Post by retiredjg » Mon Jun 18, 2018 7:54 pm

leftcoaster wrote:
Mon Jun 18, 2018 7:21 pm
What is the tax situation for funds left in the after-tax plan? It sounds like it's more similar to a non-deductible traditional IRA. I suppose the earnings would be taxed coming out if left there, just like a non-deductible IRA? And so the purpose of rolling to a Roth is to avoid that?
Yes. Leaving the money in the after-tax account for a long time is essentially the same as having an IRA filled with non-deductible contributions. It would be better for most people to have put the money into a taxable account instead.

The money is already taxed. Getting it into Roth means that (most of) the earnings will not be taxed. Leaving it in the after-tax account does not do that. The trouble is that all untaxed money coming out of an IRA is taxed at your ordinary tax rate. Some or all of this money would be taxed at the lower capital gains rates if the money had gone to taxable instead of the after-tax account.

The general feeling here is not to use an after-tax account if it cannot be rolled to Roth IRA or Roth 401k. However, one of our posters (the finance buff or tfb) has suggested that there is not much harm for shorter time periods. I believe he only looked at up to 5 years.

https://thefinancebuff.com/after-tax-40 ... ution.html

leftcoaster
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Re: mega backdoor Roth -- why not stay in the roth 401(k)

Post by leftcoaster » Mon Jun 18, 2018 8:28 pm

retiredjg wrote:
Mon Jun 18, 2018 7:54 pm

The general feeling here is not to use an after-tax account if it cannot be rolled to Roth IRA or Roth 401k. However, one of our posters (the finance buff or tfb) has suggested that there is not much harm for shorter time periods. I believe he only looked at up to 5 years.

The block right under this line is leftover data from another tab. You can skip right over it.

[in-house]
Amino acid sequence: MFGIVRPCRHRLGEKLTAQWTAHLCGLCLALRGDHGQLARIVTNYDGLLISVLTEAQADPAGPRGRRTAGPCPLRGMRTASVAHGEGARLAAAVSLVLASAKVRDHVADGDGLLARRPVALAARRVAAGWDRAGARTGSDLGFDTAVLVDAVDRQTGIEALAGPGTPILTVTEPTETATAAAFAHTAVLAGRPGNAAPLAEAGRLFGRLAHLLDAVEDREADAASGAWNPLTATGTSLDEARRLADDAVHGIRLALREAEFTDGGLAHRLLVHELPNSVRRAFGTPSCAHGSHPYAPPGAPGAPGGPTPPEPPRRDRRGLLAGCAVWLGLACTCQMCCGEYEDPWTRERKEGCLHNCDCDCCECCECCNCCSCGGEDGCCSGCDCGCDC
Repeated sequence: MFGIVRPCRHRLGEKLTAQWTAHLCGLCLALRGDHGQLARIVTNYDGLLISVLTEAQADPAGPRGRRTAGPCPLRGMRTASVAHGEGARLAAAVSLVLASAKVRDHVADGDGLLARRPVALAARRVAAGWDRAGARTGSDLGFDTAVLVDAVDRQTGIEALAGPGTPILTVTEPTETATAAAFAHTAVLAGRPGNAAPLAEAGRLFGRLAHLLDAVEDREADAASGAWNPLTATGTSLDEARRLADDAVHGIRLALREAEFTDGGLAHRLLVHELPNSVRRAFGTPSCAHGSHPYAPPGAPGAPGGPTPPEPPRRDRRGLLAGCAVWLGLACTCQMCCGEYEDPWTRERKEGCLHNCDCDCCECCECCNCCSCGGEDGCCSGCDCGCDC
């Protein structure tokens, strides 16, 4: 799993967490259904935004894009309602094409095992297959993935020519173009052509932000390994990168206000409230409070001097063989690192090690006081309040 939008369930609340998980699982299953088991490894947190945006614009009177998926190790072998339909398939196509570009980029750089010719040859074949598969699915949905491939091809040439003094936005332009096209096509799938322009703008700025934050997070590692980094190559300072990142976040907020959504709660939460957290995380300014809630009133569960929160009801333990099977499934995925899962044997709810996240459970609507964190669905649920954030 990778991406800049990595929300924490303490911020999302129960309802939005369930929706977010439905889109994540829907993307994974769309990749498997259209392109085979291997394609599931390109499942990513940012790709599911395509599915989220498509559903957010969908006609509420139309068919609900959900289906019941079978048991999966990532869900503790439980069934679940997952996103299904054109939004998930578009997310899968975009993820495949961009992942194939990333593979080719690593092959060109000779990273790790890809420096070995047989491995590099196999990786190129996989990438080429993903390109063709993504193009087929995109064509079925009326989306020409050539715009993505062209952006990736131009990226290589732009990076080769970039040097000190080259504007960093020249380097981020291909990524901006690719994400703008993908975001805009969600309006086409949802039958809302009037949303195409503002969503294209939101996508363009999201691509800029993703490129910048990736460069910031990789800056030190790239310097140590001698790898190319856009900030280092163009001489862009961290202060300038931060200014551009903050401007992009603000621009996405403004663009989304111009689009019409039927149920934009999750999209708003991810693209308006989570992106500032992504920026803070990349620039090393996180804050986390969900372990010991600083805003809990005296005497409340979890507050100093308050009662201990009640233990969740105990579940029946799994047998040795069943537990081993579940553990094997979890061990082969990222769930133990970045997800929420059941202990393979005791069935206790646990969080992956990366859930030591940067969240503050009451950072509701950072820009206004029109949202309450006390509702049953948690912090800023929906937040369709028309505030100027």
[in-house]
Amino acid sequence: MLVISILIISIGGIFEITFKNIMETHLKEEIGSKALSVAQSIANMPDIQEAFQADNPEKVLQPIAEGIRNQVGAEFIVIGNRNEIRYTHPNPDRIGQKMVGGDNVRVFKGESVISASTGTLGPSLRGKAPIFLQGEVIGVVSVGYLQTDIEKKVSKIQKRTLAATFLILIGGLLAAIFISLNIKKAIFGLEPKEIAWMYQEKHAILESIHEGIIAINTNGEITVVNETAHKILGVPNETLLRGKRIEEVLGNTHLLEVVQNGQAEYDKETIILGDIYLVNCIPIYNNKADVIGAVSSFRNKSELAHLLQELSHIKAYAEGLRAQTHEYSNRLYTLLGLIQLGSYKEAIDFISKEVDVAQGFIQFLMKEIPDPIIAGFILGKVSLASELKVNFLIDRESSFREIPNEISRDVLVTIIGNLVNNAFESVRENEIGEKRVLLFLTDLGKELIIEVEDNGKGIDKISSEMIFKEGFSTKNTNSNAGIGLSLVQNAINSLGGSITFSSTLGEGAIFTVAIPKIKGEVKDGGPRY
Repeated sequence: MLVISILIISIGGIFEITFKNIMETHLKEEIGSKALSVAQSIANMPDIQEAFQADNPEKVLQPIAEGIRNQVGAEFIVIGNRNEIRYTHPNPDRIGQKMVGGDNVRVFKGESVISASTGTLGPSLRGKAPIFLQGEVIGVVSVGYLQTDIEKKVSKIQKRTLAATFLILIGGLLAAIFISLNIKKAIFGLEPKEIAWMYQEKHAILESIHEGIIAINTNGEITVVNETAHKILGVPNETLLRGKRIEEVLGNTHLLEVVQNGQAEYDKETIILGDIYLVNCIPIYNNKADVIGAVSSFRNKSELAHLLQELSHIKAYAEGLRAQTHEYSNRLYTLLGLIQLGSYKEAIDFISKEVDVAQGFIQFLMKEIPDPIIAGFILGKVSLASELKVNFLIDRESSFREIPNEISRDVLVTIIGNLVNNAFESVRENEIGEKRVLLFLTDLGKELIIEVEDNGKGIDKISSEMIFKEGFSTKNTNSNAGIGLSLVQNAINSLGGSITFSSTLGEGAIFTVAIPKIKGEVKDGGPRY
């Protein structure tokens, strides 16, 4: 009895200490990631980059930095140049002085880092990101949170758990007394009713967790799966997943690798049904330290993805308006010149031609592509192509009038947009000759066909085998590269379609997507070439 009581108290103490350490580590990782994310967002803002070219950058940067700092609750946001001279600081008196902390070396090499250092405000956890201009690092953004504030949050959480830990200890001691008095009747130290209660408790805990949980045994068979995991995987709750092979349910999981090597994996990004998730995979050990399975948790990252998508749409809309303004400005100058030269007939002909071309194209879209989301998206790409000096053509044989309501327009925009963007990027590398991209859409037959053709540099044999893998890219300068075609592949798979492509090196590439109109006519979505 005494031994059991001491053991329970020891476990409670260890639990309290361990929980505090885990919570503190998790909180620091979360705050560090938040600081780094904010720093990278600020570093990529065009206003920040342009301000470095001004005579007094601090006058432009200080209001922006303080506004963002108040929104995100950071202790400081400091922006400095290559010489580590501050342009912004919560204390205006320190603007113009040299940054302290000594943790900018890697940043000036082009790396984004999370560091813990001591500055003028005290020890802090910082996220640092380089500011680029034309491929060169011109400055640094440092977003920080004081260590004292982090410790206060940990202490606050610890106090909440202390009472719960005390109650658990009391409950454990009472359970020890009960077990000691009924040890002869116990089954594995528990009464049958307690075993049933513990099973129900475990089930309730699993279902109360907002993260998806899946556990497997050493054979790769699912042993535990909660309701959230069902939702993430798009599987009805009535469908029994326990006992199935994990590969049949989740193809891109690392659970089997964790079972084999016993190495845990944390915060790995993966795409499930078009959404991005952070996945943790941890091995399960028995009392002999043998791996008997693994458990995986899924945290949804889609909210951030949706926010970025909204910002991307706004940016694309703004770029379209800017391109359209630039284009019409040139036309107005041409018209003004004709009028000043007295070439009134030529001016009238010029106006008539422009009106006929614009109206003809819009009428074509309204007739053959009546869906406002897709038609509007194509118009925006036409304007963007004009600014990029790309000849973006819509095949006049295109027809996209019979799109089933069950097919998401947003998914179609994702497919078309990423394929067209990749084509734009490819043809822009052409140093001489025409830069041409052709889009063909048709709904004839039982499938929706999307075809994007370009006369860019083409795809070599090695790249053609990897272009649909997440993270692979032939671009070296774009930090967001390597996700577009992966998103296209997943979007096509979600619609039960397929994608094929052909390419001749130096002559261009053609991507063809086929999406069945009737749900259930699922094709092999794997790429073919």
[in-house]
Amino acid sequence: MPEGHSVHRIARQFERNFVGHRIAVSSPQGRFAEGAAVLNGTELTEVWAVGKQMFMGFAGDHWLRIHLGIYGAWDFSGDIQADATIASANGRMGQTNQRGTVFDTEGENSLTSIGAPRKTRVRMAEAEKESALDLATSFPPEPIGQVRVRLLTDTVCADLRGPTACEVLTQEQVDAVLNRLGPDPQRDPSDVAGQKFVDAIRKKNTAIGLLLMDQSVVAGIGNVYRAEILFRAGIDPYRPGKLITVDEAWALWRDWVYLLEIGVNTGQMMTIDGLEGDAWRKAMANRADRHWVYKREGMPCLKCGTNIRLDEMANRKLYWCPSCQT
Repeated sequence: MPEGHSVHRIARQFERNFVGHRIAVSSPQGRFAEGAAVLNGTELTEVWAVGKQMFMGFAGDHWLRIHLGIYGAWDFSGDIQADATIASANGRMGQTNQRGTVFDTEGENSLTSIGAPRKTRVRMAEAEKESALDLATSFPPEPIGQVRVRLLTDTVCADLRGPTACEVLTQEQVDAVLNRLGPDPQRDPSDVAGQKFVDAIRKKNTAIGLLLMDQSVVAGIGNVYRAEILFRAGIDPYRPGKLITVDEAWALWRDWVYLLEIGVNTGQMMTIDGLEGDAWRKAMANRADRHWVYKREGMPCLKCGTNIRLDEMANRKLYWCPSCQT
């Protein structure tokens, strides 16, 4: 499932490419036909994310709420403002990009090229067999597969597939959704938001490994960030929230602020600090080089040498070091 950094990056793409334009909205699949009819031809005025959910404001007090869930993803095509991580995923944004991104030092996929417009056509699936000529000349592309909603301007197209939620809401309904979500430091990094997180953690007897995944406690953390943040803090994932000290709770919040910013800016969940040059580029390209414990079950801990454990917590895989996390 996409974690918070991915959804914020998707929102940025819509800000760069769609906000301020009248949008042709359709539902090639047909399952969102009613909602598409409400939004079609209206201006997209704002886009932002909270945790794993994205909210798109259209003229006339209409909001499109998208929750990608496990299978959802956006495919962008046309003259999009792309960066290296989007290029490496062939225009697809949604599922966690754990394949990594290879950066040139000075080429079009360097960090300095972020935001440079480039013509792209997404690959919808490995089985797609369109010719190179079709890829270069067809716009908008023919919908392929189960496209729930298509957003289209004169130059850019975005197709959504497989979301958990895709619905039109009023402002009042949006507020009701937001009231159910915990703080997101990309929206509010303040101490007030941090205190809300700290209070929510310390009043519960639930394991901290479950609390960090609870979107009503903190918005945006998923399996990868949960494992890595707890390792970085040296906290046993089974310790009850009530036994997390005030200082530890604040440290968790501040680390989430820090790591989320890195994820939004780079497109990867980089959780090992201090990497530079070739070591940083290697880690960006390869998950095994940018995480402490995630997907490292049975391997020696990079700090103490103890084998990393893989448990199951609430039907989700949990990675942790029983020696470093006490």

https://thefinancebuff.com/after-tax-40 ... ution.html
Great -- I checked and my plan allows for an in-plan Roth conversion:
[*]An in-plan Roth conversion lets you convert non-Roth dollars in your account to Roth dollars, which are after-tax dollars. You pay taxes
on the amount you convert now, but you can receive the earnings on Roth dollars tax-free when you have a qualified distribution.
[*]The conversion is treated as a distribution for tax purposes and a rollover back into your account - even though your money never leaves the Plan.
So the advantage of doing this instead of rolling out to a Roth IRA is that I get the lower, institutional expense rate and also the ability to pull funds if I separate at age 55.

Am I missing anything ?

Lyrrad
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Re: mega backdoor Roth -- why not stay in the roth 401(k)

Post by Lyrrad » Mon Jun 18, 2018 9:38 pm

leftcoaster wrote:
Mon Jun 18, 2018 8:28 pm

So the advantage of doing this instead of rolling out to a Roth IRA is that I get the lower, institutional expense rate and also the ability to pull funds if I separate at age 55.

Am I missing anything ?
You also get the ability to roll it into another Roth 401k plan in the future. Roth IRA funds can't be rolled into a Roth 401k plan.

401k plan funds might be better protected from creditors compared with IRA funds, depending on the state.

My employer's plan allows for Mega backdoor Roth funds to be rolled out in service. It looks like not all employers offer this. My employer's plan allows any funds that were not elective contributions to the plan or employer contributions to be rolled out at any time.

retiredjg
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Re: mega backdoor Roth -- why not stay in the roth 401(k)

Post by retiredjg » Tue Jun 19, 2018 6:45 am

leftcoaster wrote:
Mon Jun 18, 2018 8:28 pm
So the advantage of doing this instead of rolling out to a Roth IRA is that I get...the ability to pull funds if I separate at age 55.
You largely have this ability anyway. The after-tax money rolled out to Roth does not have a 5 year clock on it. It does "sit behind" the money that was taxed at the time of the rollover though. That money does have a 5 year clock and is subject to 10% penalty if removed before the 5 year clock runs.

There are ways to work around this, but usually people don't seem to be too worried about it, I suppose because the amounts are small.

Keep in mind that the "age 55 withdrawal" only applies to plans that have that option. The law does allow it, but not all plans offer it.

There are a number of in depth old threads about the mega back door. You can find them using the google search box above.